19 01 2010

There may only be a fading myth born of a 500-year spree. The West found a whole new continent to exploit in 1492—a once-in-a-millennium event. The glorious promise of wealth inherent in that event has drawn people who transcendentally love money here from all over the world continuously from then ’til now.

Like a vast Darwinian juggernaut, this uniquely American situation has selected for that type of person to become our citizenry over all those many generations. It’s a wonder we have anything here at all but  businesspersons and bankers! The long, long influx of the acquisitive has expressed itself most endearingly as “the American dream.” Time is running out on that dream, what with all our national wealth going into mad wars, and China rising fast and all.

So what’s left is a nation of some very bewildered people. They were sure they were all going to get rich. Now lots of the ones near the bottom of the middle class are coming to realized they’re headed down, not up.*

At times when a society’s foundational myths are crumbling they are clutched at all the more passionately. Or, as one smart commentator said in response to today’s New York Times column by David Brooks:

Milwaukee, WI
January 19th, 2010
10:14 am

The reason for disillusionment [with President Obama and the Democrats] is because most Americans are still clinging to the delusion of their own specialness. A fake narrative endlessly peddled by the conservative dream makers to keep the pocket picking endless.

“Oh yes, stout American, you are a giant of your time. A hero. Admired. Individual. Listen to our rousing conservative homage to your ego.”

But of course it’s fiction. Fiction lapped up like sweet water in a desert, but still fiction.

Americans, haven’t reacted [to the recent and perhaps continuing Depression and the Obama’s resulting election] with a “deep, vestigial sense of proportion”. They’ve reacted with a tantrum, ticked off because the fiction is exposed and they can’t accept it. They can’t accept that the riches they were promised by the free market and housing boom was in fact a shell game. They’ve been Bushwacked.

The problem with Obama is that he’s actually trying to tie solutions to his rhetoric and, politically, Americans aren’t used to that. Don’t want it. We are not prepared and are still addicted to our delusion. Right now we resemble teenagers on a school day morning who don’t want to get up and face the test they haven’t studied for. ‘I’m sick’.

Wake up America and face the music.”


*For evidence of how and why they are headed down, see my earlier post,  “So THAT’S Why You Both Have to Work” at

Globalization and the resulting export of once-well-paid working class job is likely to make all this worse in future.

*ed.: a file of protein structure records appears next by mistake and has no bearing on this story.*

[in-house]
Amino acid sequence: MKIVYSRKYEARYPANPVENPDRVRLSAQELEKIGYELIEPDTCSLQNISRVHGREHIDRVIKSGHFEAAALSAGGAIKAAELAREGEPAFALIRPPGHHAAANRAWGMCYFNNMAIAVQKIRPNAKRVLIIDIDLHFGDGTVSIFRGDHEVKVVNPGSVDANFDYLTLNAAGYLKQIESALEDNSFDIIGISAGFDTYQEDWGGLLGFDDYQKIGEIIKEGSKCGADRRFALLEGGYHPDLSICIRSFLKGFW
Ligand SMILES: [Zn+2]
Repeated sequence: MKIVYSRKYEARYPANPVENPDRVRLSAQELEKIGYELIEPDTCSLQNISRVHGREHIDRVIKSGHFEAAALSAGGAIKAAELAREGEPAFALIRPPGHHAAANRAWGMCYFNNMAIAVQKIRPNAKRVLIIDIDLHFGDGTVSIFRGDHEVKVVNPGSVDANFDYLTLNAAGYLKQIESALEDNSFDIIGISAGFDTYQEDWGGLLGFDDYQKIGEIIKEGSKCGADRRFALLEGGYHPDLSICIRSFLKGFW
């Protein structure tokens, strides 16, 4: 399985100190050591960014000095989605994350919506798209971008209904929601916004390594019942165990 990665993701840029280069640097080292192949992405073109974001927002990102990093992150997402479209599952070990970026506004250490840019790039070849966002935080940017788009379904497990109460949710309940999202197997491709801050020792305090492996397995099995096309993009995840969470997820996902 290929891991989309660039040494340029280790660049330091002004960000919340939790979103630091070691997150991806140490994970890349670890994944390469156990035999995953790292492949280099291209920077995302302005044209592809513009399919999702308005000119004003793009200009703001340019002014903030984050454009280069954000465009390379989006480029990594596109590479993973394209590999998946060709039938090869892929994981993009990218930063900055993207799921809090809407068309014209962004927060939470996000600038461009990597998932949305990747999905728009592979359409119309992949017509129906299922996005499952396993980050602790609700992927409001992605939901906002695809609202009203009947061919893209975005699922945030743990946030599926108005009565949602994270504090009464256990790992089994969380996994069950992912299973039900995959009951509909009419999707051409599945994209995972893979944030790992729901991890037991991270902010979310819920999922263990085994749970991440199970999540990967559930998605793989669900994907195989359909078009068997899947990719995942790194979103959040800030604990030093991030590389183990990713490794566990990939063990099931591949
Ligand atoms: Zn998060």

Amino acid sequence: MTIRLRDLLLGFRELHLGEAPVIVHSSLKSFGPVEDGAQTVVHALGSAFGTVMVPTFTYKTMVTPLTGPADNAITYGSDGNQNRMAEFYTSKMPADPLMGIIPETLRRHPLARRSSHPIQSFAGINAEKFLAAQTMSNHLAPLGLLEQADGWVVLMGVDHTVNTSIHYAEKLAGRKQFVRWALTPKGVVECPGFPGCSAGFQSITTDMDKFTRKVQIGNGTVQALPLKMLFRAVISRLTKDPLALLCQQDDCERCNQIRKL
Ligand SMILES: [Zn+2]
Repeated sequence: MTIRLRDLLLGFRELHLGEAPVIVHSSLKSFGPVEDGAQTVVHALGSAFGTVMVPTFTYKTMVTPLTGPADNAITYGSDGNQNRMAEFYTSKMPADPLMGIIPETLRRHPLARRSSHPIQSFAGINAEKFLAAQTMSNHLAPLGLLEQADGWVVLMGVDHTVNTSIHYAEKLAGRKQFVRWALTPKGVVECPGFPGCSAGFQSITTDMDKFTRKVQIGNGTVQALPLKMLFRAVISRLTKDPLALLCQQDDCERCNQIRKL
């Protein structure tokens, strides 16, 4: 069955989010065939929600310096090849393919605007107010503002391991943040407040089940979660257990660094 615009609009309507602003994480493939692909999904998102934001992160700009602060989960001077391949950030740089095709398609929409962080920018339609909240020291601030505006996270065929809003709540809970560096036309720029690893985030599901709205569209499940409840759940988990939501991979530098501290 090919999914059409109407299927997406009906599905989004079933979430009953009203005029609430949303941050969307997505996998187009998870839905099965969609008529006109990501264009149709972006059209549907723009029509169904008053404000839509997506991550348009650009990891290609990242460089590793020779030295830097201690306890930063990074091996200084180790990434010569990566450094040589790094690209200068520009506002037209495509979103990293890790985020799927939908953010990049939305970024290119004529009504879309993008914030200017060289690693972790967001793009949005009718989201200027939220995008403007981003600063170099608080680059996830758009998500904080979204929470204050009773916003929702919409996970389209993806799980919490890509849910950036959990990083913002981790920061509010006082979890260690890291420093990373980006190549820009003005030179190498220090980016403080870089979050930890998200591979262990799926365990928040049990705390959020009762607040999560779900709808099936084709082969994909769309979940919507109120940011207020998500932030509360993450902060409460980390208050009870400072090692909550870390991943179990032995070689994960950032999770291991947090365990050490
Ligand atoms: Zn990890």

19 01 2010

Swimming delightfully into my consciousness after my last post about the quiet people, entitled “Why I Don’t Belong Here”, comes this lovely blog description of the life of a woman who elected to be quiet, unnoticed, and helpful—and in the process facilitated one of the greatest works of Western literature:

Several years ago I had a job doing legal research and writing for a very important project that my boss, a woman law professor, was doing. She did all the promoting, cajoling, publicizing, explaining, and generally being up front on the matter. I did most of the background stuff. The background stuff was hard too, and my ego was constantly being bruised by the fact that other people assumed that all the expertise lay with her, and none with me.

But you know, I took great pleasure in facilitating that lady’s work! And I now know for a fact that if I had ever tried to do her job and be the person up front my anxious nature would have made the job a perpetual misery for me.

In the end that big law revision project was excellently done, and I was proud  of it.  Now, at long last, I’m also proud of my backoffice role in creating it as well. It was a job made for me! My pervasive unhappiness then was in part a matter of temperament, but mostly a product of the culture I live in, which says that we should all want and strive to be a star.

Even then, twenty years ago,  I was already beginning to know from bitter experience that I would have an anxiety attack every single time I stepped to the fore. But I wanted to be the star anyway, dammit!  Later, I made a dumbass career change in pursuit of that stardom, to my great misfortune.

Culture had trumped my own real nature so thoroughly that I acted against it and my own best interests without knowing I was doing so. I would never have believed that phenomenon if I hadn’t lived it!

Has it happened to you?


15 01 2010

Seldom have I had one of my own insights better articulated than this!

It’s a comment made by a reader to a newspaper column in which Paul Krugman spoke ill of the the bankers who got us into the recent near-depression:

“Ken H.
Athens, Alabama
January 15th, 2010
9:49 am
Your bemusement regarding the bankers is easily understood and well justified. You stop too soon, though. It is the American people who ultimately are responsible for the tragic economic tailspin that already has occurred and those that inevitably will occur in the near future. We live in a shoot-from-the-hip, fastest gun wins society. We glorify risk takers and shower them with rewards. We see ganging up on them through statutes and regulations as cowardly and counter productive. In fact, we live vicariously through their successes.

Ours is a make-believe world where the mighty are heroic. It is evident in our worship of Hollywood idols, sports superstars, and fictional super heroes that we constantly are seeking unrealistic saviors from an otherwise mundane world. Ultimately, we will not destroy such icons, even those whose flamboyant antics led us to our present crisis. Doing so would require a sudden attack of adulthood that just is not in the cards.”


As a passive person, I personally am so out of place here in the USA it’s almost pitiable. Here much is made of people who are temperamentally the opposite of me. Day after day, year after year, decade after decade it’s the same. I can never identify with America’s usual heroes.

Even when people get a debilitating or killing disease here they aren’t allowed to be described as “suffering from” the disease or, god forbid, just “dying of it” (if they are). No, the media always describes them as “fighting” the disease, as in “He’s fighting bone cancer.” What did he do to fight it exactly? Punch it out?

And of course there are the heroes with large parts of themselves burned off or otherwise traumatically missing who go on to make their mark in the public eye. I heard a story on the radio about such a guy (I’ll spare you the details of his disfigurement.) who did stand-up comedy several nights a week. Admirable! And I bet not one in a million other people so disfigured does anything like that. Those folks and their suffering and justified sadness are beneath notice, though.